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      08-22-2012 06:45 PM #14
      Quote Originally Posted by SirSpectre View Post
      Sigh.... Get a switch. If you put a router in your room and you need to access network resources, like a share drive or what have you thats on the other side of the router, you cant without some lightly more advanced configuration. Switch is simple, plug in ethernet cables, apply power to power port. Done.
      See above.

      It's perfectly possible to disable routing and still have a 4 port switch plus a wireless access point, and in a college dorm, it won't be hard to find help configuring that if necessary.
      Last edited by zhenya00; 08-22-2012 at 06:47 PM.
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      08-22-2012 07:04 PM #15
      Quote Originally Posted by zhenya00 View Post
      See above.

      It's perfectly possible to disable routing and still have a 4 port switch plus a wireless access point, and in a college dorm, it won't be hard to find help configuring that if necessary.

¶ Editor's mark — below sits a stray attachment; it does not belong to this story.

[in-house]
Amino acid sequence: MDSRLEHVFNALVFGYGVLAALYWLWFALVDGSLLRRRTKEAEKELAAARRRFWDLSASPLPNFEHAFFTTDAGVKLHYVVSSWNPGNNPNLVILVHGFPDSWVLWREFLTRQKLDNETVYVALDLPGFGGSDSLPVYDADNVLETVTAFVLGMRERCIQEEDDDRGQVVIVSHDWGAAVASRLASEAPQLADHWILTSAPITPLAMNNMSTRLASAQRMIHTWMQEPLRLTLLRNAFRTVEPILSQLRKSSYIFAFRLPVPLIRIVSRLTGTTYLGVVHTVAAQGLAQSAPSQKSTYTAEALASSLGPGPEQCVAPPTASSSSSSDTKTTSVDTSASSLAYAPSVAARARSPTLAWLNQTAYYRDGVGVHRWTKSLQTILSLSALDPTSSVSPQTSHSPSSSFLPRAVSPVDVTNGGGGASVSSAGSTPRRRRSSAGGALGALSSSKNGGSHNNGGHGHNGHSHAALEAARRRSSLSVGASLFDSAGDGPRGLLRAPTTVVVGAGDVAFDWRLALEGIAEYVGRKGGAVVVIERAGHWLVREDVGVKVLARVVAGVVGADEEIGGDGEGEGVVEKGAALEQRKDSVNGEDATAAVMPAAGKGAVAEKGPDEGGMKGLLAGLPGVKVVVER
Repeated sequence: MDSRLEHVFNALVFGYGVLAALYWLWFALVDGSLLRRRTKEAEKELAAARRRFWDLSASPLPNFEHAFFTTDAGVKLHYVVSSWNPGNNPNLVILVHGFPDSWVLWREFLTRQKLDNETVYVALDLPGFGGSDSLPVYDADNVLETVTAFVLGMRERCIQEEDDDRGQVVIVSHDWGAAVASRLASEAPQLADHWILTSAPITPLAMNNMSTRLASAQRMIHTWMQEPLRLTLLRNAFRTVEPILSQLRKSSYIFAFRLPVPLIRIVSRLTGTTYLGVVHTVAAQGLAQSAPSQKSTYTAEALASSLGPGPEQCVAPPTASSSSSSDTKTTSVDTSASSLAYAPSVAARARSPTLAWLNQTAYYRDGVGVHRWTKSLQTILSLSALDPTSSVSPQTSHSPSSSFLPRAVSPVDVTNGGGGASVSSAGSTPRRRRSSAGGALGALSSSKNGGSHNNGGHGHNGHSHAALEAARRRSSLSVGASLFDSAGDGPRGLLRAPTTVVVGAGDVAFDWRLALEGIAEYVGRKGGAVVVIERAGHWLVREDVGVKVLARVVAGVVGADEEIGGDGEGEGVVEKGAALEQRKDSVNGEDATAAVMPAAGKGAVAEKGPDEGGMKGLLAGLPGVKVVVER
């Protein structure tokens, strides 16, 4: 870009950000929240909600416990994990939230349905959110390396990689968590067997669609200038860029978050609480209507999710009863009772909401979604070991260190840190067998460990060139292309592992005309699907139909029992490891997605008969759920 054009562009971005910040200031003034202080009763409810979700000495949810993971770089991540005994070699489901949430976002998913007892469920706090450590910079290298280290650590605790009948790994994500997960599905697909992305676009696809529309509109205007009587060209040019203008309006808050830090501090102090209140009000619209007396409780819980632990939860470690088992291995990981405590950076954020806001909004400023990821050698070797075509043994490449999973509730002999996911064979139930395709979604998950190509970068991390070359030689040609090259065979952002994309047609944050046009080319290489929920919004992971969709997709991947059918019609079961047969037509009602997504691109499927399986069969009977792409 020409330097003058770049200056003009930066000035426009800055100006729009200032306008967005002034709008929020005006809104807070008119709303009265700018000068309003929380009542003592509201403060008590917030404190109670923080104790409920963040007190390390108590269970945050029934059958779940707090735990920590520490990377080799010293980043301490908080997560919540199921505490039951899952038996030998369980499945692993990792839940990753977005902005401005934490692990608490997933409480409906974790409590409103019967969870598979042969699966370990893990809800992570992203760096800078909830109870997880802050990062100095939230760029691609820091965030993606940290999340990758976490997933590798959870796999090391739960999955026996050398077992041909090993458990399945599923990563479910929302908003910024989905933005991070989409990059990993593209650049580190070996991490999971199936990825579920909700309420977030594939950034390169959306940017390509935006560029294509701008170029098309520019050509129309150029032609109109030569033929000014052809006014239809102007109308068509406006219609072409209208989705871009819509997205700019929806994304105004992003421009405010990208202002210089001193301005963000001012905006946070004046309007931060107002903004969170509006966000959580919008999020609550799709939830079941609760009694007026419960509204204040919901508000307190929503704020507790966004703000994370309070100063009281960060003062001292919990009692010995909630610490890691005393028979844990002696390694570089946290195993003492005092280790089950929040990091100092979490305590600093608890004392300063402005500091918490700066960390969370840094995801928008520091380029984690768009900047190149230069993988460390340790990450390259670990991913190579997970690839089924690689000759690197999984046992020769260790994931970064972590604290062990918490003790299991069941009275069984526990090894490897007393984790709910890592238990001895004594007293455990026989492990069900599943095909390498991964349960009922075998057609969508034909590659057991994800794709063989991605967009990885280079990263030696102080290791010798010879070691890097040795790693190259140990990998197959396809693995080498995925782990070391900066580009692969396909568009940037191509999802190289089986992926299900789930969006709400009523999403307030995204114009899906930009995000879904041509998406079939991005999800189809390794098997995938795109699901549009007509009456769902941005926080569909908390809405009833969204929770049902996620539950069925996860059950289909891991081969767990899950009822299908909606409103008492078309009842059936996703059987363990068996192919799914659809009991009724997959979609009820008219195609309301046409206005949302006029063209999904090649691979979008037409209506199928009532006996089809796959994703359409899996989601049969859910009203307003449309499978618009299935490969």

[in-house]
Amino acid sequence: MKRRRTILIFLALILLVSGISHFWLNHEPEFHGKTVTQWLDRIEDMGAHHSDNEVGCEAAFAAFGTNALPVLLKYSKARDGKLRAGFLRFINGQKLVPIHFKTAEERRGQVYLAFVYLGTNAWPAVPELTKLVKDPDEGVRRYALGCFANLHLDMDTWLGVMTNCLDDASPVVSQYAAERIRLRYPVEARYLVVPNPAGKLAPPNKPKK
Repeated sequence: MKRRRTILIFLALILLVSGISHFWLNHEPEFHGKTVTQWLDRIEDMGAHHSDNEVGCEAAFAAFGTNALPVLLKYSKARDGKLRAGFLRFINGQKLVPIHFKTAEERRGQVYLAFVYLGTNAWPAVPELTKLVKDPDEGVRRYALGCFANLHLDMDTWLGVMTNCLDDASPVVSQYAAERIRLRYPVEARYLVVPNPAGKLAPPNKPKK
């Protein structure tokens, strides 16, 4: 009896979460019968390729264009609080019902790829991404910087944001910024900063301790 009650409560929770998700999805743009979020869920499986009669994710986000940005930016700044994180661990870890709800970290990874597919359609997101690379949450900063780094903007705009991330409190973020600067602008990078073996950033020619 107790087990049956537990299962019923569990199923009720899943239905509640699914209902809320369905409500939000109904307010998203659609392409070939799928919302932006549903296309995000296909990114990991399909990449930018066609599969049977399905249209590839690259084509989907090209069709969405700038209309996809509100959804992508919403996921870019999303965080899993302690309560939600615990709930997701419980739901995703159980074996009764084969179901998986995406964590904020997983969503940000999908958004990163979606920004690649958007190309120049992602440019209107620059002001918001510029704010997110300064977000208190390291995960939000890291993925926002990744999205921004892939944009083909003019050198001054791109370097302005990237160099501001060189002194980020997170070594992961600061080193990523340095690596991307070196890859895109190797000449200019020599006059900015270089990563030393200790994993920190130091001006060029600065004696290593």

Yes, but that is still more configuration than is necessary.

    16. Member zhenya00's Avatar
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      08-22-2012 07:08 PM #16
      Quote Originally Posted by SirSpectre View Post
      Yes, but that is still more configuration than is necessary.
      To gain wifi?

      LOL.
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      08-22-2012 11:32 PM #17
      I would love a router, I have no problem hiding one as I've heard some kids do here. I'm under the impression they don't want everyone hooking router's up. My problem is how do I "hide" it from anyone seeing there's a router hooked up some where in the building. I'm sure there's a way to prevent your router from sending out a signal?

      A switch will work for pure functionality and I feel if I had that connected for my computer and xbox no one will have a problem with that? Opinions are great!

    18. Member zhenya00's Avatar
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      08-23-2012 09:40 AM #18